Year-to-date segment profit at NGL & Petchem Services increased primarily due to higher NGL marketing margins and $50 million of initial insurance recoveries in the third quarter related to the Geismar incident described in an article dated August 4, 2013. The adverse impact of this incident, initially estimated at $10 million, now stands at $73 million. This excludes potential fines and penalties from the various federal and state governmental agencies investigating the matter and that would not be covered by WPZ's insurance policy. Additionally, multiple lawsuits, including class actions for alleged offsite impacts, property damage, and personal injury, have been filed against various WPZ subsidiaries.
The April 2014 target date for resumption of Geismar's operations still stands, but delays may increase losses and force downward revisions to WPZ's guidance for 2014.
The generally downward trend in revenues, operating income and EBITDA for the past 6 quarters is shown in Table 2 below:
The only encouraging trend visible in Table 2 is the growth in fee-based income. It partially offsets continuing declines in NGL margins.
WPZ's revenues, operating income, net income and earnings before interest, depreciation & amortization and income tax expenses (EBITDA) for the quarters and TTM ending 9/30/13 and 9/30/12 are presented in Table 3 below. Given quarterly fluctuations in revenues, working capital needs and other items, a review of TTM numbers tends to be more meaningful than quarterly numbers for the purpose of analyzing changes in reported and sustainable distributable cash flows. However, I present both:
3Q13 net income per unit in Table 3 is up despite a decrease in total net income and an increase in the number of units outstanding. This non-intuitive outcome reflects a significant increase in waived incentive distribution rights ("IDRs") that results in a shift of net income from the general partner to the limited partners. As of 9/30/13 Williams Companies, Inc. (NYSE:WMB) owned ~62% of WPZ's limited partner units, a 2% general partner interest and the IDRs. On 5/7/13 WMB agreed to waive IDRs of up to $200 million over the next four quarters to support WPZ's cash distribution metrics. Management currently expects to utilize $140 million of that amount.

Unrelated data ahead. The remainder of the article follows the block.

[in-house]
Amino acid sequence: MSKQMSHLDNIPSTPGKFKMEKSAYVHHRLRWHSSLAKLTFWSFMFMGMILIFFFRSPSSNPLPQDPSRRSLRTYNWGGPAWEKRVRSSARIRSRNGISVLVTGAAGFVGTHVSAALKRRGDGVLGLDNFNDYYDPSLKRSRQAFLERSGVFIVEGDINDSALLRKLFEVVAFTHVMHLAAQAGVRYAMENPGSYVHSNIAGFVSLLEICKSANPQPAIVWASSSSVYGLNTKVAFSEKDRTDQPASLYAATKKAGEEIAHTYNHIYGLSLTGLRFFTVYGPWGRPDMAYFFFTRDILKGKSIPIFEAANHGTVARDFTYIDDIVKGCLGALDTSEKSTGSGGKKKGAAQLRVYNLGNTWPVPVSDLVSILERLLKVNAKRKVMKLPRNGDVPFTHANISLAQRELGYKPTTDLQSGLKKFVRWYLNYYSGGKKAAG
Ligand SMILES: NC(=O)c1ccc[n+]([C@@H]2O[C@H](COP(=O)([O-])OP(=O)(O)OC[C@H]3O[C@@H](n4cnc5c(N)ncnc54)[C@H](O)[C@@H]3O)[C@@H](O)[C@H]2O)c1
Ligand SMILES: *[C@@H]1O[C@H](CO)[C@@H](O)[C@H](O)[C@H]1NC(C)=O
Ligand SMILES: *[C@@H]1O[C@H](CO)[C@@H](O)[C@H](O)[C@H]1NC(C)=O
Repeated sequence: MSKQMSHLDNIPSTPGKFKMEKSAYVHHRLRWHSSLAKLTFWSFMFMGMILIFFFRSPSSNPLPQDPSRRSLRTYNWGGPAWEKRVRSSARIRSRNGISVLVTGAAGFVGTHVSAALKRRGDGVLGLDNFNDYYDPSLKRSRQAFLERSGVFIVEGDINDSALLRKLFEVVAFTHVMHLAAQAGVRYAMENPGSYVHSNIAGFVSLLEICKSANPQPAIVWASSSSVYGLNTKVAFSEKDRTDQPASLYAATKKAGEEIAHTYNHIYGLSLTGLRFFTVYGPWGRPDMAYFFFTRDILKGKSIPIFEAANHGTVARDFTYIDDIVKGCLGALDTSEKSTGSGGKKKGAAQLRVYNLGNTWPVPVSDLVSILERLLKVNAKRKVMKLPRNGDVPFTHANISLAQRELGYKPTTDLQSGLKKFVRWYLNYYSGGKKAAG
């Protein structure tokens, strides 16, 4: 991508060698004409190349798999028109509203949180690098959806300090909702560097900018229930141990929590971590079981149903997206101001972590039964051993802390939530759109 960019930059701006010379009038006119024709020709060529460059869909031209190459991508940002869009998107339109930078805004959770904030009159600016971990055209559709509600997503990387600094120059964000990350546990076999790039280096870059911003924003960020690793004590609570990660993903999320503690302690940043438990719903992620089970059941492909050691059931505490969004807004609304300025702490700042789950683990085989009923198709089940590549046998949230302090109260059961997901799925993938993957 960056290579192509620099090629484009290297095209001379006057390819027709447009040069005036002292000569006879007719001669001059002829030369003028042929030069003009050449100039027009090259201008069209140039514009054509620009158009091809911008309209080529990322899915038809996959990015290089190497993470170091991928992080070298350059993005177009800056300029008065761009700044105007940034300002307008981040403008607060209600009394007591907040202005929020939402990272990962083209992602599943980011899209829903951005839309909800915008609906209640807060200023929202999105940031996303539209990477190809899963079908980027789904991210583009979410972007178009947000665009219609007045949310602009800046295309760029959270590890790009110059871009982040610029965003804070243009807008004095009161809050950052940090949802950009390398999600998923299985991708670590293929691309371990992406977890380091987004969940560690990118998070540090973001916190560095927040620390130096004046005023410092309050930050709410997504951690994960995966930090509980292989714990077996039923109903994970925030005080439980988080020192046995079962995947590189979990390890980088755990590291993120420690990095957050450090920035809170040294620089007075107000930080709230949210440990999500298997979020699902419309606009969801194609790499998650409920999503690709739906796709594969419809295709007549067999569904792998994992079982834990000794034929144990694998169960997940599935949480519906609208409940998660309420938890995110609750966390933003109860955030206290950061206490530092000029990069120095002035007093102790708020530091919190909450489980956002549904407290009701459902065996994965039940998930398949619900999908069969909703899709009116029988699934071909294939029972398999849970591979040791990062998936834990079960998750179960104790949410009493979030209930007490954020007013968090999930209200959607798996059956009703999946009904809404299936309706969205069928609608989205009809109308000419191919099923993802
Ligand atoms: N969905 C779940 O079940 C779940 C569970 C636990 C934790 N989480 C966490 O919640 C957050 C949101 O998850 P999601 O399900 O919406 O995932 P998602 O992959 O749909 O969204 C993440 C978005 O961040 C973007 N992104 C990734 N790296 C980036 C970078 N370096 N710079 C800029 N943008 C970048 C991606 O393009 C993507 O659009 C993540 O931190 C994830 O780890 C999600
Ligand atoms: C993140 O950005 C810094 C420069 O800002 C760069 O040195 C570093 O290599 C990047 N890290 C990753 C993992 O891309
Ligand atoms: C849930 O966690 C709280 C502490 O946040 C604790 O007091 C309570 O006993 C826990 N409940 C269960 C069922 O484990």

Ethane exposure has contributed significantly to the poor results presented in Tables 1-3. Sharp declines in NGL prices (e.g., ~23% percent lower in 2012 than in 2011, ~21% lower in 1Q13 vs. 4Q12, 44% lower in 2Q13 vs. 2Q12 and 42% lower in 3Q13 vs. 3Q12) have pushed down processing margins. Reduced processing margins led to ethane rejection and thus generated lower equity volumes under keep-whole agreements and percent-of-liquids arrangements. WPZ provides natural gas gathering and processing services under fee contracts (volumetric-based), keep-whole agreements and percent-of-liquids arrangements. A glossary of terms provides further explanations of these terms and of ethane rejection. Under keep-whole and percent-of-liquid processing contracts, WPZ retains the rights to all or a portion of the NGLs extracted from the producers' natural gas stream (these are the equity volumes referred to above). It recognizes revenues when the extracted NGLs are sold and delivered. Lower NGL prices coupled with lower volumes produce lower revenues, lower operating income and lower net income.
The generic reasons why DCF as reported by an MLP may differ from what I call sustainable DCF are reviewed in an article titled "Estimating sustainable DCF-why and how." WPZ's definition of DCF and a comparison to definitions used by other MLPs are described in an article titled "Distributable Cash Flow." Using WPZ's definition, DCF for the TTM ended 9/30/13 was $1,667 million ($4.10 per unit) vs. $1,528 million ($4.79 per unit) in the prior year period.